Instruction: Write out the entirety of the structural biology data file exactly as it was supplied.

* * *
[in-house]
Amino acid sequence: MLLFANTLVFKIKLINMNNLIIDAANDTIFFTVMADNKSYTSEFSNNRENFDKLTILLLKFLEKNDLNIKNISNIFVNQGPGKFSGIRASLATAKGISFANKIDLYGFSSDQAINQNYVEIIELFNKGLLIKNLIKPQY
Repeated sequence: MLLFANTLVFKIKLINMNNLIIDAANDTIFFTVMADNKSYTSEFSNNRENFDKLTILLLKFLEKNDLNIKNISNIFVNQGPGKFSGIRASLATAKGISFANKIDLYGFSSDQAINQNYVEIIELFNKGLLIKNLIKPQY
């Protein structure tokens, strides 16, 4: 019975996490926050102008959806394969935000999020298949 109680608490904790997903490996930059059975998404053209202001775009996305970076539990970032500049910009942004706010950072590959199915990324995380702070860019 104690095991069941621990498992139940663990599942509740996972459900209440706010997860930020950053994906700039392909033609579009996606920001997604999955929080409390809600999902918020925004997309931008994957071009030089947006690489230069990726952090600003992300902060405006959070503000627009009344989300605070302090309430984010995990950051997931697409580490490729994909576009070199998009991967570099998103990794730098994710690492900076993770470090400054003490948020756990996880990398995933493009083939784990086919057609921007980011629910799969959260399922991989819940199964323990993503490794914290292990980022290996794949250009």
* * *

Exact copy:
[in-house]
Amino acid sequence: MLLFANTLVFKIKLINMNNLIIDAANDTIFFTVMADNKSYTSEFSNNRENFDKLTILLLKFLEKNDLNIKNISNIFVNQGPGKFSGIRASLATAKGISFANKIDLYGFSSDQAINQNYVEIIELFNKGLLIKNLIKPQY
Repeated sequence: MLLFANTLVFKIKLINMNNLIIDAANDTIFFTVMADNKSYTSEFSNNRENFDKLTILLLKFLEKNDLNIKNISNIFVNQGPGKFSGIRASLATAKGISFANKIDLYGFSSDQAINQNYVEIIELFNKGLLIKNLIKPQY
């Protein structure tokens, strides 16, 4: 019975996490926050102008959806394969935000999020298949 109680608490904790997903490996930059059975998404053209202001775009996305970076539990970032500049910009942004706010950072590959199915990324995380702070860019 104690095991069941621990498992139940663990599942509740996972459900209440706010997860930020950053994906700039392909033609579009996606920001997604999955929080409390809600999902918020925004997309931008994957071009030089947006690489230069990726952090600003992300902060405006959070503000627009009344989300605070302090309430984010995990950051997931697409580490490729994909576009070199998009991967570099998103990794730098994710690492900076993770470090400054003490948020756990996880990398995933493009083939784990086919057609921007980011629910799969959260399922991989819940199964323990993503490794914290292990980022290996794949250009």